The Government generally respected the human rights of its citizens and the large resident noncitizen community; however, problems remained in certain areas. Members of the security forces, including the police and other Interior Ministry personnel, sometimes used excessive force and mistreated persons. In most instances, the Government took disciplinary measures against those responsible. Prison conditions remained poor. Lengthy pretrial detention was a problem. The inefficient judiciary did not always ensure the fair administration of justice. Violence against women, including domestic violence, was a problem, and women were discriminated against in the workplace. There were some reports of discrimination on the basis of ethnicity. Child prostitution and abuse were problems. Trafficking in women and girls for the purpose of prostitution was a problem.

RESPECT FOR HUMAN RIGHTS

1. Respect for the Integrity of the Person, Including Freedom From:

a. Arbitrary or Unlawful Deprivation of Life

There were no reports of the arbitrary or unlawful deprivation of life committed by the Government or its agents.

On April 26, a conscript in the Army's Special Operations Unit died as a result of hazing by other conscripts. On May 11, the Prosecutor's Office charged 12 soldiers with hazing a total of 28 victims. The unit's commander subsequently was discharged; the cases were ongoing at year's end. In May the Ministry of Defense initiated a program to eliminate hazing. The Ministry also accelerated the establishment of a military ombudsman program to review conscript complaints.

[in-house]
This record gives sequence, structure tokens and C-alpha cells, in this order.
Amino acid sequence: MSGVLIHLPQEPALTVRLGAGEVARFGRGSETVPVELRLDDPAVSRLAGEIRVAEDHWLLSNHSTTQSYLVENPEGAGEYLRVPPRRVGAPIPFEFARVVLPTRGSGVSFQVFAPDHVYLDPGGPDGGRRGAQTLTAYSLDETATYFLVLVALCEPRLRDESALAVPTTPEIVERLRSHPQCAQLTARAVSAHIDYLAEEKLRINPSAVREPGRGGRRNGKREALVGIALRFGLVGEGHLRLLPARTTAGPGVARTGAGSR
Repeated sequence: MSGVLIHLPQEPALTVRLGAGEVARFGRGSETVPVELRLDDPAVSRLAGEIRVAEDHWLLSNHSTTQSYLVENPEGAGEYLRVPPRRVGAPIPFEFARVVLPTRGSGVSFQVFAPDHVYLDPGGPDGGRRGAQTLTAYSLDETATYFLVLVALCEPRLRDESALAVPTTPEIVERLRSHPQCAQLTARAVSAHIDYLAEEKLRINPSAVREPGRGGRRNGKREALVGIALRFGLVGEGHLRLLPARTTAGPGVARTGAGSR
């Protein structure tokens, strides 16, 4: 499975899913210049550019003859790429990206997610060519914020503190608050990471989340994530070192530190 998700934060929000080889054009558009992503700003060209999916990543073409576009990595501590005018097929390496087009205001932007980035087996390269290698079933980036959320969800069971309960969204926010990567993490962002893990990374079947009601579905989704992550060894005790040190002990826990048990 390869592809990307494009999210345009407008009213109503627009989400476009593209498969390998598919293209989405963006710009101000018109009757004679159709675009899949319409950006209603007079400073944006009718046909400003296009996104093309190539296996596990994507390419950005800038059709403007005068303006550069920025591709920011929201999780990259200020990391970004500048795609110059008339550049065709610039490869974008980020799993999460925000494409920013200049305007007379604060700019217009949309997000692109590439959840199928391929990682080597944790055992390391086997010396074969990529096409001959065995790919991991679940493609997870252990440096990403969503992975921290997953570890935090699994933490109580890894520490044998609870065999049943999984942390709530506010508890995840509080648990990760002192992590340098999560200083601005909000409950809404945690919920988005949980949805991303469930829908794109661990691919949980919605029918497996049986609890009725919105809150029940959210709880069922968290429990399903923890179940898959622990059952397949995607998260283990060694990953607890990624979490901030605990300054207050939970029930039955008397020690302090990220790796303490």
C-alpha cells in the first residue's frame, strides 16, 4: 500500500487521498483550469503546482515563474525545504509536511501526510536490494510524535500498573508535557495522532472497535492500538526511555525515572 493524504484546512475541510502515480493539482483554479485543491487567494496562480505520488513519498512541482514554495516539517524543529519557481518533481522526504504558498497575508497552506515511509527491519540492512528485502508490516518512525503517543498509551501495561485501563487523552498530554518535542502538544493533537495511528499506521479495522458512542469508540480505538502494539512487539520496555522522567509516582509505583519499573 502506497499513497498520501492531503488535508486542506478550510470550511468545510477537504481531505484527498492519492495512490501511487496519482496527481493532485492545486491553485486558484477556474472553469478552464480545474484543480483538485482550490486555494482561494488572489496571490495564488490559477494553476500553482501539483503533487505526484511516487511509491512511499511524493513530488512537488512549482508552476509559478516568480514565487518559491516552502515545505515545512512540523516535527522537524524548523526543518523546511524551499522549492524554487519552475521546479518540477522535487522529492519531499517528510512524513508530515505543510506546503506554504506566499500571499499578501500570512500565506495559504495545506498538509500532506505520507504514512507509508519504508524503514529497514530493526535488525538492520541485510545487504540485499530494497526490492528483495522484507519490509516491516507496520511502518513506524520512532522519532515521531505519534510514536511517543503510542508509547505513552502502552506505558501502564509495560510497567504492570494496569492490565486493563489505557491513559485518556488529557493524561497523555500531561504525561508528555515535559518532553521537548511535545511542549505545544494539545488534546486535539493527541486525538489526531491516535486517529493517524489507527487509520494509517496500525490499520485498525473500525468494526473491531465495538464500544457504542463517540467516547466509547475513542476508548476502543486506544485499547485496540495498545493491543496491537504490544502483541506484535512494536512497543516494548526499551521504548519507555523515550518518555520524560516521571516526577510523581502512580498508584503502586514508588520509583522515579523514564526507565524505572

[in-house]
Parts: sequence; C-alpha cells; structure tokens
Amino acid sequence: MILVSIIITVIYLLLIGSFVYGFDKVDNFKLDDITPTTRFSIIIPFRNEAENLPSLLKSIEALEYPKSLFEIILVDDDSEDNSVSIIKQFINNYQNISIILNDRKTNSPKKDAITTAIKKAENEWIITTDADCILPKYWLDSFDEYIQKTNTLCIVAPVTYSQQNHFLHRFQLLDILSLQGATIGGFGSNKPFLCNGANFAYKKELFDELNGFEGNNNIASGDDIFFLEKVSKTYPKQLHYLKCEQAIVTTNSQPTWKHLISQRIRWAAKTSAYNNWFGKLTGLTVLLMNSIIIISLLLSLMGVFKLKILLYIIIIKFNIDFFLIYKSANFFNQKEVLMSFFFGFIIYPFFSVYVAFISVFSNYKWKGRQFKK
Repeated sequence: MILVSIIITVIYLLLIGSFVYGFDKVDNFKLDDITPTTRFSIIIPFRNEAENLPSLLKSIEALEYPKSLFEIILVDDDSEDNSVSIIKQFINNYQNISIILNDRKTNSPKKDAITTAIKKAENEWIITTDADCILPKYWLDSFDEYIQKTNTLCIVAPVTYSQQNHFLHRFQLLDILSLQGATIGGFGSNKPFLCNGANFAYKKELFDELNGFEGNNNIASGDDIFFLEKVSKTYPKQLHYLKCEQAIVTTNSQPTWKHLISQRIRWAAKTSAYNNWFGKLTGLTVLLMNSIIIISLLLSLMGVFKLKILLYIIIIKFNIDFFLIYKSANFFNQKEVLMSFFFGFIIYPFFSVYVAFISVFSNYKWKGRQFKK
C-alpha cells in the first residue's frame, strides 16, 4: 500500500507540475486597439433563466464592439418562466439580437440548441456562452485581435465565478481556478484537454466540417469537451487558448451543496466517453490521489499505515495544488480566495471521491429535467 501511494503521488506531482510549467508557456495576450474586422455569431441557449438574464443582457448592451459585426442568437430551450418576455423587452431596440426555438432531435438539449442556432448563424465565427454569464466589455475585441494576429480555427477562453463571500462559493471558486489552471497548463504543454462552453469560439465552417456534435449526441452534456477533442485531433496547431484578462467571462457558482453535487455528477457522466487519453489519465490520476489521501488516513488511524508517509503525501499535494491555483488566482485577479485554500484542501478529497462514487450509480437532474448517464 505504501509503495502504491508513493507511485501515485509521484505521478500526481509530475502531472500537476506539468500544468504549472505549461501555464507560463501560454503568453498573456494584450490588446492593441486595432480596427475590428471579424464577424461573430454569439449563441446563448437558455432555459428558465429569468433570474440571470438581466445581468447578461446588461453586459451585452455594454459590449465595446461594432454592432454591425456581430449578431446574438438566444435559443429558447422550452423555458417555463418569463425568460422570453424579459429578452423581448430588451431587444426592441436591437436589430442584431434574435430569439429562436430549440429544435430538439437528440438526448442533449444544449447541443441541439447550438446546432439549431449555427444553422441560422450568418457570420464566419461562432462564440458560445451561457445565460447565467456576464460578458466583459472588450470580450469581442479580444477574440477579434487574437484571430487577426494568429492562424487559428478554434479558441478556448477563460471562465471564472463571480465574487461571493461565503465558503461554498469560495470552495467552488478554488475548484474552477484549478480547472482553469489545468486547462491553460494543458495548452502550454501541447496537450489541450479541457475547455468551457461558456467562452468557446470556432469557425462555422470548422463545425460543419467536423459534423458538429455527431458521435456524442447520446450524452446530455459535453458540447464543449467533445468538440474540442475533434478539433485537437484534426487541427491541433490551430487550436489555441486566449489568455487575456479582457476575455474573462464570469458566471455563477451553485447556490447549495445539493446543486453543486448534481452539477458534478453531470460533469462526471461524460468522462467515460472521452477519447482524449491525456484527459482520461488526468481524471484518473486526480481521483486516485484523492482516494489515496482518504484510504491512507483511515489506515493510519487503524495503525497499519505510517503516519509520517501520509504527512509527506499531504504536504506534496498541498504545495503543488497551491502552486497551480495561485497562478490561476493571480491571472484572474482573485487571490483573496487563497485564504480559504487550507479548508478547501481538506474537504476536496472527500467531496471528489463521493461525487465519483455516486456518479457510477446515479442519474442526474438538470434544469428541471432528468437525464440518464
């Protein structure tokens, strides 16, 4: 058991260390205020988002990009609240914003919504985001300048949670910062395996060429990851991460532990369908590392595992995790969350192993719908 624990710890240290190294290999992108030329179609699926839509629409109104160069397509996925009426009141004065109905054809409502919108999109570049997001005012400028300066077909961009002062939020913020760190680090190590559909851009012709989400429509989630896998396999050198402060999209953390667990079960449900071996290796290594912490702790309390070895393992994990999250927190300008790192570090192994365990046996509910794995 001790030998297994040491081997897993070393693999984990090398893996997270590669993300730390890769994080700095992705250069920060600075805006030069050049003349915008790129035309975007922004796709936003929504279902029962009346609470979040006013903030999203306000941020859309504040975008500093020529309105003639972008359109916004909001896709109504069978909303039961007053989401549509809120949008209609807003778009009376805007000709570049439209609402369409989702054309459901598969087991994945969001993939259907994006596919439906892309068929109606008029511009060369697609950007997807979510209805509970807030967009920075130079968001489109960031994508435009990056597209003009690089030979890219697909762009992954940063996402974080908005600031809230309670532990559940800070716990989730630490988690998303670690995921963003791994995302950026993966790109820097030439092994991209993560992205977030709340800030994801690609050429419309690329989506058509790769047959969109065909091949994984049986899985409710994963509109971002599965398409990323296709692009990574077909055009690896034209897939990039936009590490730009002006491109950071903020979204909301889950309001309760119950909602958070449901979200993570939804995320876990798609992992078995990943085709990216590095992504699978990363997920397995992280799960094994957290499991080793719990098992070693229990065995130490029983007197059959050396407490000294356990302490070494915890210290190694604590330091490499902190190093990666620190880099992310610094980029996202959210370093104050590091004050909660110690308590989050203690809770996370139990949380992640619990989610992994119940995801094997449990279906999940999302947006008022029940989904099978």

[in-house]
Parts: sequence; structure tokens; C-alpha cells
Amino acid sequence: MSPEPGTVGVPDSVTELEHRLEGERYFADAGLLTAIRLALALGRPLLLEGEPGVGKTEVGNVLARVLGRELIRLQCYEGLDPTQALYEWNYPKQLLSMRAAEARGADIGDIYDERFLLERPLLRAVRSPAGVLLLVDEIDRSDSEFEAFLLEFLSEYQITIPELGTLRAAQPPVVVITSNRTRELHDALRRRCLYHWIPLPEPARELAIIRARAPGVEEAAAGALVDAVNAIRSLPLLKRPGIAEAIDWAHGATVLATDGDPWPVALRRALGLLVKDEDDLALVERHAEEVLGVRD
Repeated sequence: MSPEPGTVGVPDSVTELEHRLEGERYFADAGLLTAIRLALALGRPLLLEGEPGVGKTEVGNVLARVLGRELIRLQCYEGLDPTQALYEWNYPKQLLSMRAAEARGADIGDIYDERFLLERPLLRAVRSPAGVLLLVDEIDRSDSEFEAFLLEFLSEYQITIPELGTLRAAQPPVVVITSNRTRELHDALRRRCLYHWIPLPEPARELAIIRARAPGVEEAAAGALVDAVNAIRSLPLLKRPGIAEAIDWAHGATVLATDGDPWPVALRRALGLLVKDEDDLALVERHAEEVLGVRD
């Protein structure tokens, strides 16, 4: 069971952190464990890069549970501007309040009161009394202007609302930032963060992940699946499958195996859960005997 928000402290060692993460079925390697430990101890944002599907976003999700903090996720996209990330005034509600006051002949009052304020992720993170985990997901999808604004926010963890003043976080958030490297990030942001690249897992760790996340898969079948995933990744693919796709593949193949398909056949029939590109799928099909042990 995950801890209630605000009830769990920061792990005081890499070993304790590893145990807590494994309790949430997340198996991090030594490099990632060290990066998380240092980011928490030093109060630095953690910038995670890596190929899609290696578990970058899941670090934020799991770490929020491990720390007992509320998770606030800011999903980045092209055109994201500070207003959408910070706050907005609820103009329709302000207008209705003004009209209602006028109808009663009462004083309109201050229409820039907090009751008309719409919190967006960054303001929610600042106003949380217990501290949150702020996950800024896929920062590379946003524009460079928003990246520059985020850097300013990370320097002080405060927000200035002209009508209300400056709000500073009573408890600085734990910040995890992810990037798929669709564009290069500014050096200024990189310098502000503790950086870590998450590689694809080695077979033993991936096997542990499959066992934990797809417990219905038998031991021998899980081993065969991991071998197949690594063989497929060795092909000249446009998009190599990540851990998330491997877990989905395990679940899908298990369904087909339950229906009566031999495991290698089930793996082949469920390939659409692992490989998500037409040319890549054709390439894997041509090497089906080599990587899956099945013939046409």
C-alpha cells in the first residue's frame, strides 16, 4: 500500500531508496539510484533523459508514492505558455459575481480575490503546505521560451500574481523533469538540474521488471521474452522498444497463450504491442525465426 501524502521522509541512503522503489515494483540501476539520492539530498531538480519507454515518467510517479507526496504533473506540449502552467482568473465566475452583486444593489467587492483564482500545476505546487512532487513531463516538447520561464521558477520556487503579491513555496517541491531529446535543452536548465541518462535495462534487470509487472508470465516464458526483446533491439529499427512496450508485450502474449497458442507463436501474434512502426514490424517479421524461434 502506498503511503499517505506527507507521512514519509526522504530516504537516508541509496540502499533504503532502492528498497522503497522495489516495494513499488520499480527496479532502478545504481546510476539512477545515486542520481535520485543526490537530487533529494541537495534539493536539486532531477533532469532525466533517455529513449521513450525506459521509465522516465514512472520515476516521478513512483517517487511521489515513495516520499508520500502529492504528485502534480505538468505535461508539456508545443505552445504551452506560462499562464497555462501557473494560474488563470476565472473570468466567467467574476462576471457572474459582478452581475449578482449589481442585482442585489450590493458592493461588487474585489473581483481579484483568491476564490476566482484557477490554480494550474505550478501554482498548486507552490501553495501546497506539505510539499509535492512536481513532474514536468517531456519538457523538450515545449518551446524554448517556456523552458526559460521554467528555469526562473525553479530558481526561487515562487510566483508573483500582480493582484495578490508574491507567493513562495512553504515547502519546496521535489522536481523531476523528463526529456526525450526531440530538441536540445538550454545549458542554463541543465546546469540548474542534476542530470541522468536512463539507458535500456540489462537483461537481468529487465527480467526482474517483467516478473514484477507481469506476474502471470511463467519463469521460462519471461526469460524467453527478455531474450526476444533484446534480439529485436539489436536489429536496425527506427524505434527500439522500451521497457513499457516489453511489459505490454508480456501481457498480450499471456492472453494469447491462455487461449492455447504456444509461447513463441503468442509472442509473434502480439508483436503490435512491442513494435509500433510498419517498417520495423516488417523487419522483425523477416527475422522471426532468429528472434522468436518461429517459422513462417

b. Disappearance

There were no reports of politically motivated disappearances.

c. Torture and Other Cruel, Inhuman, or Degrading Treatment or Punishment

The Constitution prohibits such practices; however, there were credible reports that members of the security forces used excessive force and mistreated persons. In November the Council of Europe (COE) issued a report of its visit to detention facilities in 1999. According to the COE report, three cases of severe abuse occurred. All involved local police officials. The Government denied strongly the COE's allegations.

The Government has taken action against those responsible for the abuse of prisoners. In February 2000, the Prosecutor's office announced that it had initiated disciplinary cases against 30 law enforcement personnel for various violations and that 12 had been punished, including 2 who were dismissed and 2 who were demoted.

In conjunction with the Soros Foundation and the National Human Rights Office (NHRO), the Ministry of Interior continued its programs for educating police officers about human rights concerns. These programs form part of the basic curriculum for all police officers. In addition a continuing education program required for midlevel officers focuses on the use of force, firearms, and dealing with victims. The SOROS program emphasizes a "train the trainers" approach and has trained seven teaching staff. SOROS provided funding during the year to introduce a module on community policing. In 1999 a local nongovernmental organization (NGO) established a free legal advisory service for prisoners and others who believe that they were victims of police abuse (see Section 4).